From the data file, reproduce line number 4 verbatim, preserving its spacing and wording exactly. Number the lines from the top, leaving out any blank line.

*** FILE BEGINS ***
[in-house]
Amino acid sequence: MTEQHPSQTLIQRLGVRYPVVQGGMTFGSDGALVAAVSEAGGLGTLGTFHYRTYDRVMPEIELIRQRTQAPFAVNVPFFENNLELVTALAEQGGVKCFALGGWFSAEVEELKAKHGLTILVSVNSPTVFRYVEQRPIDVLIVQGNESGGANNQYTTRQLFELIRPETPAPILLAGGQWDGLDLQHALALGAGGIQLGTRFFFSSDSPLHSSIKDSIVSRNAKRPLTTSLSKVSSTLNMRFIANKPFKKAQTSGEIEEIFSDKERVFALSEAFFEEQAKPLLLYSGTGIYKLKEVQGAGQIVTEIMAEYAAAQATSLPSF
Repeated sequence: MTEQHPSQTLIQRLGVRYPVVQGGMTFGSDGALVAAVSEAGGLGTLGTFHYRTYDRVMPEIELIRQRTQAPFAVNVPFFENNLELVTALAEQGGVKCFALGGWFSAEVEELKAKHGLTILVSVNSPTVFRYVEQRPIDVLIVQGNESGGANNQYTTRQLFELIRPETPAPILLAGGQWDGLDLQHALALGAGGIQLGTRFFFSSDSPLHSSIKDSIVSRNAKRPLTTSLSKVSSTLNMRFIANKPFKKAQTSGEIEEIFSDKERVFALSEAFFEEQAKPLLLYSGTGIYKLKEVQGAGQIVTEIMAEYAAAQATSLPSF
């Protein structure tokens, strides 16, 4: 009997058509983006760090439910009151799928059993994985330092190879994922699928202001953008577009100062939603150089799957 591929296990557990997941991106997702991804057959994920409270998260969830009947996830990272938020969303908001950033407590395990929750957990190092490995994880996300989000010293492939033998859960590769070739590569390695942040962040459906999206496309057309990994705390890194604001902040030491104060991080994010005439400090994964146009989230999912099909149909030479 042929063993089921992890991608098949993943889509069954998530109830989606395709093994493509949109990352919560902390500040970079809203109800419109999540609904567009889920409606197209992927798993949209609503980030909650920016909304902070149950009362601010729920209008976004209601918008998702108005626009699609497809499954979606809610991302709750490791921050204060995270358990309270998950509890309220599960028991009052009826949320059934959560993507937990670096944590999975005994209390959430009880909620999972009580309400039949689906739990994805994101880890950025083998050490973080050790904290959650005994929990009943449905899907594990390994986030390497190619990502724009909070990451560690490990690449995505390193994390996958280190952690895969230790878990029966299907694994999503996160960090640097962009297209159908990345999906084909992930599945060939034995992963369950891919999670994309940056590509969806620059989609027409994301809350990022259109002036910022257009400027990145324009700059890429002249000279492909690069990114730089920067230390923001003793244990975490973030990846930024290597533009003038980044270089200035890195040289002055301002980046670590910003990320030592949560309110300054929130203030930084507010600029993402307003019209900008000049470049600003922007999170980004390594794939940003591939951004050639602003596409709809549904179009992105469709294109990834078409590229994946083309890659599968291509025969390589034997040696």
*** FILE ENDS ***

């Protein structure tokens, strides 16, 4: 009997058509983006760090439910009151799928059993994985330092190879994922699928202001953008577009100062939603150089799957 591929296990557990997941991106997702991804057959994920409270998260969830009947996830990272938020969303908001950033407590395990929750957990190092490995994880996300989000010293492939033998859960590769070739590569390695942040962040459906999206496309057309990994705390890194604001902040030491104060991080994010005439400090994964146009989230999912099909149909030479 042929063993089921992890991608098949993943889509069954998530109830989606395709093994493509949109990352919560902390500040970079809203109800419109999540609904567009889920409606197209992927798993949209609503980030909650920016909304902070149950009362601010729920209008976004209601918008998702108005626009699609497809499954979606809610991302709750490791921050204060995270358990309270998950509890309220599960028991009052009826949320059934959560993507937990670096944590999975005994209390959430009880909620999972009580309400039949689906739990994805994101880890950025083998050490973080050790904290959650005994929990009943449905899907594990390994986030390497190619990502724009909070990451560690490990690449995505390193994390996958280190952690895969230790878990029966299907694994999503996160960090640097962009297209159908990345999906084909992930599945060939034995992963369950891919999670994309940056590509969806620059989609027409994301809350990022259109002036910022257009400027990145324009700059890429002249000279492909690069990114730089920067230390923001003793244990975490973030990846930024290597533009003038980044270089200035890195040289002055301002980046670590910003990320030592949560309110300054929130203030930084507010600029993402307003019209900008000049470049600003922007999170980004390594794939940003591939951004050639602003596409709809549904179009992105469709294109990834078409590229994946083309890659599968291509025969390589034997040696």